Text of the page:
Translation:That book which is beside the new tv is long.
Submitting the report "My answer should be accepted" is the quickest way to solve this problem. I know that dozens of corrections I have submitted in this way are now accepted answers. I don't know if the team checks all the posts here in the discussions for suggestions.
OK - I have done that as well but became very frustrated and so commented here as well. Feeling more serene now :)
We have to bear in mind, this course is in beta, and we are going to find frustrating errors. Stick with it, bear with it, and if we keep reporting them, it'll get better. :-)
I highly doubt that they check these discussions regularly. (And besides, that would just take time away from working on the reports that do get submitted the proper way, which I think they already have more of than time.)
Or the other way round. Or even just one of the two, but always the same one in all sentences. Please.
I agree it is frustrating. Hopefully our feedback will help improve this great course and the people who come after us will have a better experience :)
I am affraid, the adimistrators are flooded with messages like yours :-) So you have to be patient. I also sent a lot of feedbacks yet.
I'm not sure what you mean by long read, but I assume you mean "a book with a lot of pages that would take a lot time to read." If so, then yes, hosszú can be used in this context, as well as linearly long (A long rope, a long train, a long line, etc.).
- which, should be accepted as well as that.
- A long book seems odd to me, but why not?
Also this was was marked wrong: That book is long, which is beside the new television.
Probably because nobody would say it that way in English. Emphasizing the length we would say as noted above (The book which is next to the new television is long). To emphasize the location, we would say "The long book is beside the new television" or "The book that/which is long is beside the new television."
Actually the best English translation would be: the book next to the new television is long
The contributors want to show, how subclauses have to be built. So far it is OK to show the analogy of the english language. But the contributers want to do that at a very early point of the course. The sentence above is part of the lesson "Choices 1".
In other courses like French for Germans or English for Germans you don't get plagued with something like this in the first 75% of the course and not in that amount at all.
I understand what they are trying to do - they just don't understand the principles of language teaching all that well - at least there doesn't appear to be a guiding principle for all of the volunteers to use.
So why aren't both accepted as correct answers? I put "that" instead of "the" and it counted as wrong. Reported.
My comment was in reference to the English->Hungarian version, not the Hungarian->English. Really, in English you wouldn't say "that book that is..." You would say "that book which is...". The double "that" would be awkward.
Standard English would be "The book beside the TV is long." Note: "That" is restrictive. It indicates that thing and no other, as in "Read the book that is on the table" (not some other one). "Which" is unrestrictive. It gives secondary or qualifying information, as in "They discussed the book, which I thought was a colossal bore, for hours!" Many of these English translations use "which" restrictively and unidiomatically, which other users have noticed. Put differently, "the book on the table" is standard English and univocally identifies the book in question. Phrases using "that book which [or that]" are unidiomatic and superfluously wordy.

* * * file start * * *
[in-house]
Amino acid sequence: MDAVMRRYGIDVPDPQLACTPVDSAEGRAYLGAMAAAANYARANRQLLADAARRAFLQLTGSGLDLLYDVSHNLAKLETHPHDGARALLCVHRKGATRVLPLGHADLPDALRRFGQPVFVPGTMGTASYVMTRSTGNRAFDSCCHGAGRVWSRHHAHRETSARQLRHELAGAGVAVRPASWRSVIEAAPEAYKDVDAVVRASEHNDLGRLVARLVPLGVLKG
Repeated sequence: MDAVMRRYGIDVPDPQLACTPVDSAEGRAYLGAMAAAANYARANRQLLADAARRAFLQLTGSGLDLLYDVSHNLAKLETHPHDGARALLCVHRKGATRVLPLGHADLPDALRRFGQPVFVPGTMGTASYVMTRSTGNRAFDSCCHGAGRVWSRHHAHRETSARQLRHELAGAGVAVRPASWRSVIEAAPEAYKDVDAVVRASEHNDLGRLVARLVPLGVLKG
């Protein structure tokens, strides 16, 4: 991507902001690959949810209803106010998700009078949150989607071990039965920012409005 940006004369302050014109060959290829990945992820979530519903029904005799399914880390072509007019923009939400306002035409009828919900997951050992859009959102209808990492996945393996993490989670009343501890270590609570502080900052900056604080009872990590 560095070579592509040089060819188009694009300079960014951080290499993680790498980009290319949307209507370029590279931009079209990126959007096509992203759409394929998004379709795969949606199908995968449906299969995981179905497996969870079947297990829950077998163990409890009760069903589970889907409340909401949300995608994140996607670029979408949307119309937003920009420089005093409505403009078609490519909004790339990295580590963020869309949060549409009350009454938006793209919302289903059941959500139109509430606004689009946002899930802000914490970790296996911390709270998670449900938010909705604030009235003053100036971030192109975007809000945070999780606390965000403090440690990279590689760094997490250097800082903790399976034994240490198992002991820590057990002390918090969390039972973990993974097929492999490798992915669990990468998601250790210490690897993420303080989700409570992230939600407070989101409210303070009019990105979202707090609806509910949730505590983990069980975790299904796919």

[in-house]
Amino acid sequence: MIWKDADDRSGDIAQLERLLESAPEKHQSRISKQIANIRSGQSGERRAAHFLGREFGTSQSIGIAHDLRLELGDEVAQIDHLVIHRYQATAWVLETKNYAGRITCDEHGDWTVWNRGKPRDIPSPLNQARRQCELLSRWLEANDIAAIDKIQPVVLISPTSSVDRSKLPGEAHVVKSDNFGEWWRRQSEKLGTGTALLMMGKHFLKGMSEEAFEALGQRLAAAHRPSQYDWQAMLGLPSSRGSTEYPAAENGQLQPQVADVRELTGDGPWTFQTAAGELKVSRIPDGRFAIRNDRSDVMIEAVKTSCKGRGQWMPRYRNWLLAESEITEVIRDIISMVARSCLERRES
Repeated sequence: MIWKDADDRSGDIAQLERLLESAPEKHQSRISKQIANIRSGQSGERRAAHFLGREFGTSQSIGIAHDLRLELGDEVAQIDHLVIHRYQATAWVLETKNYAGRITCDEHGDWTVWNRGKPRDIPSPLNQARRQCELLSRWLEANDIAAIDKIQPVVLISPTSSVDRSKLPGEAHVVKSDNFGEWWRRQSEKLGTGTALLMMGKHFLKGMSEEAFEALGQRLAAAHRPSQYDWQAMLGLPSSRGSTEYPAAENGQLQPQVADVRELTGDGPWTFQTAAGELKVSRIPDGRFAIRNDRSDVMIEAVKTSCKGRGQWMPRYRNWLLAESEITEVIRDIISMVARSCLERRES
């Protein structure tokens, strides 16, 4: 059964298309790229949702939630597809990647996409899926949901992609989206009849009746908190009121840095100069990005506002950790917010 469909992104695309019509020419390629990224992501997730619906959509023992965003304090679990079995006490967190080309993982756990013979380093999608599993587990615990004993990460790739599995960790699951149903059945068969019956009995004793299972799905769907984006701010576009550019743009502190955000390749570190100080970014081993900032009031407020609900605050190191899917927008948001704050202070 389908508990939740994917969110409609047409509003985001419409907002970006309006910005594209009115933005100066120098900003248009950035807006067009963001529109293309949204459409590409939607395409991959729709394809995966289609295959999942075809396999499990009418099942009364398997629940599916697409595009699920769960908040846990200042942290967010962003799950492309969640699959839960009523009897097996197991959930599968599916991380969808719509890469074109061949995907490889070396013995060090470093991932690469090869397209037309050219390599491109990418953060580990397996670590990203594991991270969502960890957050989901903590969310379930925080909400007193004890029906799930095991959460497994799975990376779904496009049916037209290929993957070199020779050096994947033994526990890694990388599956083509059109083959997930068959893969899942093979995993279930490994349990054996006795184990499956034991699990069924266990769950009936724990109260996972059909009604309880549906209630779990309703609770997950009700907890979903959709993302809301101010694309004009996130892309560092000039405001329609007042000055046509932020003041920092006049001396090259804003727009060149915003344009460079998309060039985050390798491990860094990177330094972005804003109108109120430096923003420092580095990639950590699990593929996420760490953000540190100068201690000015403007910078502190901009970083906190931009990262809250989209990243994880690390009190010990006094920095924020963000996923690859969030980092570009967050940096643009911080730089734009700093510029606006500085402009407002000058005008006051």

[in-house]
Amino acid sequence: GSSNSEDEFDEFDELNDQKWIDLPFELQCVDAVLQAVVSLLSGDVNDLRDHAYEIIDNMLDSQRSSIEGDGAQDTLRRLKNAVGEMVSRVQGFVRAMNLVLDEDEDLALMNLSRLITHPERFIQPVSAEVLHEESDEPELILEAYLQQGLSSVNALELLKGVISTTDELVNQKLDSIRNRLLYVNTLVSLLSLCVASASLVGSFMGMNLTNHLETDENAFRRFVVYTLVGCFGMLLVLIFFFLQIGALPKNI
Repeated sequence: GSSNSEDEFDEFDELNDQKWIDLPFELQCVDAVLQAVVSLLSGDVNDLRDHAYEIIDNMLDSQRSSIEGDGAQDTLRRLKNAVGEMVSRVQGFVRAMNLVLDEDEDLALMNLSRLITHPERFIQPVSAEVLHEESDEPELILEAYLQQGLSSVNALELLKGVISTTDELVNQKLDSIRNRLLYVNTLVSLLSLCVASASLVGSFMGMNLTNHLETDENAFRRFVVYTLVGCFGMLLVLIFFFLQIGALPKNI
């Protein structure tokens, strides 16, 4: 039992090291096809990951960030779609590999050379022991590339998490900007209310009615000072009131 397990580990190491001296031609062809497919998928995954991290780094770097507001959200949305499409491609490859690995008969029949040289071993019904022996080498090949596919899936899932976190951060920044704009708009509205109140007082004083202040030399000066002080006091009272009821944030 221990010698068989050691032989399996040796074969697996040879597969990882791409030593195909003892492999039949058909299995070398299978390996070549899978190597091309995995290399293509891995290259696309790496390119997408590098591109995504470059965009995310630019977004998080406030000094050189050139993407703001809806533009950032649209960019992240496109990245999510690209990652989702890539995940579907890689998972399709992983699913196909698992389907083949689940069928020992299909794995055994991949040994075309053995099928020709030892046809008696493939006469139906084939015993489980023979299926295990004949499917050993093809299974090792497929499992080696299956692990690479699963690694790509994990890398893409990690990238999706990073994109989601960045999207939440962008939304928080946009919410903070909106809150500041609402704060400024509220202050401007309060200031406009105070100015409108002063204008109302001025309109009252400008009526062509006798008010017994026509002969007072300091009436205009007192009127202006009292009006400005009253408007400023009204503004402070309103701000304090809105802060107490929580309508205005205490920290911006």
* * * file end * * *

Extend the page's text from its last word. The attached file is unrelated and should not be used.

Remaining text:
i don't think you would even say that book which is, you would just say that book is ...
It's at the bottom of the interface after you submit an answer, correct or not.
Only on the website, though, I think - in the app I think you can only submit reports if you were marked "wrong".
Nope, since they used "Az a" in the sentence, it does need to be "that book." "The book..." would simply have been "A könyv..."
That's not what they had been teaching us in this course so far....
"The book" by itself is a könyv, sure, but "the book which..." had been az a könyv, amelyik...
The slight difference is between "that book which is..." (as opposed to any other book) and "that book that is" (describing in abstract). "Which is" is "amelyik"; "that is" is "ami".
Regarding "az a könyv", I think it's been fairly consistent. "az" means "the" when preceding a word beginning with a noun (eg "az elefant") and means "that" in other cases. Because "that" is not an article, we need the definite article "a" before the noun as well, hence "az a könyv" = "that book". You'll also find "that elephant" is written "az az elefant"; the first "az" means "that" and the second "az" is the definite article.
Can you help me understand why AMELYIK is plural and used here? Or do I misunderstand amelyik?
On my computer it shows, "That book is long next to the new television." That which sentence..... makes no sense!!! Which obviously is different from the translation above.
What? It was correct before - someone changed it and made it wrong? Did you report the mistake on the page? Do a screen shot? Please report it if you have time.
I see you learn Russian as well. As I feel it, ami is "то, ЧТО" and amelyik is "тот, КОТОРЫЙ".
My answer "That book which is beside the new television is long" wasn't accepted as correct. Is a "TV(-set)" not the same thing as "television" in Duo course? I know in real English there is a little bit difference. But in the Duo course they usually are synonymous.